Data Quality/Data Profiling Partnership Results in Buyout
Acquisition could be a winner for all involved
- By Stephen Swoyer
- July 27, 2005
Late last year, data-profiling pioneer Evoke Software Corp. partnered with data quality specialist Similarity Systems to deliver a “universal” offering that addressed both data profiling and data quality.
As it turns out, that “partnership” was a prelude to much more substantive cooperation between the two companies. Last week, Similarity Systems acquired Evoke from parent company CSI International in a deal that some analysts say looks to be a winner for all involved.
“Evoke should help Similarity Systems increase its presence outside of Ireland and the UK, especially in the U.S.,” says Rob Lerner, a senior analyst for application infrastructure with consultancy Current Analysis Inc., who notes that of Evoke's more than 100 customers, 70 percent are U.S.-based. “[D]eveloping a position in the U.S. market is a strategic imperative for Similarity Systems, and Evoke, with its customers and brand recognition, should help the company in this regard.”
Evoke’s customers include several blue chip names, such as Boeing, MetLife, GM, SBC, and Verizon, among others.
The combination is dictated in large part by the ongoing convergence of data profiling and data quality, which is what prompted the two companies to partner in the first place. In the past, Lerner had pronounced Similarity Systems’ ATHANOR data-quality offering a good fit for Evoke’s technology.
This time around, Lerner says, Evoke is still a good fit for Similarity Systems—and vice-versa—on the technology front. But Similarity Systems also brings some much-needed direction to the table, Lerner argues. “With respect to Evoke, the company has lacked a strong strategic direction for some years, and the merger with Similarity Systems should change this, given the importance of data profiling to the data quality market,” he writes.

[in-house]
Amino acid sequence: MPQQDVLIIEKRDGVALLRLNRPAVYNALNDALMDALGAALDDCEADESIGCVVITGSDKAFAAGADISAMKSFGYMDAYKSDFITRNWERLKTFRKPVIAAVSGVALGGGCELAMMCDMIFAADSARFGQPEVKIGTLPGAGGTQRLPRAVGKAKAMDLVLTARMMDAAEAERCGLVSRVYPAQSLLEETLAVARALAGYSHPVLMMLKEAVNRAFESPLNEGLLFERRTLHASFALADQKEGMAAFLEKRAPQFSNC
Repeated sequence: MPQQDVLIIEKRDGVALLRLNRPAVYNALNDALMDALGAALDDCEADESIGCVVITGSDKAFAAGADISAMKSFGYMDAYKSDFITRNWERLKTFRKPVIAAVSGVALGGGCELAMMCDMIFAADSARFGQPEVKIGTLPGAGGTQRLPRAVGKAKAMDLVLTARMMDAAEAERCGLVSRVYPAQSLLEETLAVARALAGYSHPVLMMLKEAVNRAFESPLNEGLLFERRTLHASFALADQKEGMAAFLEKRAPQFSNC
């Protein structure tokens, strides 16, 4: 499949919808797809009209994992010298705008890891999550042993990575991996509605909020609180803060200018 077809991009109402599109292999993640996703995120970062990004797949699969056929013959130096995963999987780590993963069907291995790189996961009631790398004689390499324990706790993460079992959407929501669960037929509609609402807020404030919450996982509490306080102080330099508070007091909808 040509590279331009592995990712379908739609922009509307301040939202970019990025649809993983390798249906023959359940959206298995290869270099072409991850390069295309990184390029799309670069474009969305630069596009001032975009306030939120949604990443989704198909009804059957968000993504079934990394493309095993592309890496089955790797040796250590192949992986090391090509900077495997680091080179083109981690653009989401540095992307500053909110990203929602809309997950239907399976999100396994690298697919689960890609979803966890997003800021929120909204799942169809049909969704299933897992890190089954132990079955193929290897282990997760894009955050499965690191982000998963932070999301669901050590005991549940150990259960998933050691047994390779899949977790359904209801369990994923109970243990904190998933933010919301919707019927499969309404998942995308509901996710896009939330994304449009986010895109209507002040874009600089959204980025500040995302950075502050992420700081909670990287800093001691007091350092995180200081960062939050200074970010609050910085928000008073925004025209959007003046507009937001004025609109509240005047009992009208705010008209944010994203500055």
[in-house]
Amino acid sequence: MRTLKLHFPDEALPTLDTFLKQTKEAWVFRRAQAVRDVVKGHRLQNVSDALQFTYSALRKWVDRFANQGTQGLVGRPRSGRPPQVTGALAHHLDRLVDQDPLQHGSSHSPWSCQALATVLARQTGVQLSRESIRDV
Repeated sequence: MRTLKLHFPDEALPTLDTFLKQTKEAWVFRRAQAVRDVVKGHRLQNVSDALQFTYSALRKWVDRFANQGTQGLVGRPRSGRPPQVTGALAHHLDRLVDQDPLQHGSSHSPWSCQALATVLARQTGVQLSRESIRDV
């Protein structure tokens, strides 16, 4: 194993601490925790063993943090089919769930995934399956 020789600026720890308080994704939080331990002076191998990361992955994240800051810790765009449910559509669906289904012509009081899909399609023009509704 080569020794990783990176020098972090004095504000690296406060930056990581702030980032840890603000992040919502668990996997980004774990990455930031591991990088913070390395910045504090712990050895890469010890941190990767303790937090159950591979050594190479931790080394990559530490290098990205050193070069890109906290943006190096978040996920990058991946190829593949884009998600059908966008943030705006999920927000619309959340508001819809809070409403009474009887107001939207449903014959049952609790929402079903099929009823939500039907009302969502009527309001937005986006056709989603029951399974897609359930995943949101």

Needless to say, says Lerner, the two companies will benefit from already having notched a partnership, which after nine months has resulted in some degree of integration between the product lines and sales forces.
However, the acquisition isn’t a complete slam dunk, says Lerner. “[T]he companies didn’t disclose some of the details of the acquisition, such as the cost and what, if any, liabilities that Evoke brings to the table,” he writes.
What’s more, this isn’t the first time Evoke has changed hands. The data profiling pioneer was originally acquired by CSI, after all, and this second acquisition could further confuse—and potentially alienate—some existing customers. “Some customers are also bound to be concerned about the long-term stability of Evoke and could begin shopping for another data profiling solution, one perhaps already integrated into a data quality solution set,” he notes.
Similarity Systems itself is new to the acquisition game, which could complicate things even more. [T]here will doubtless be some management distraction while the company starts assembling the pieces, which could negatively impact both the integration of the acquisition and the company’s ability to pursue business as normal,” he concludes.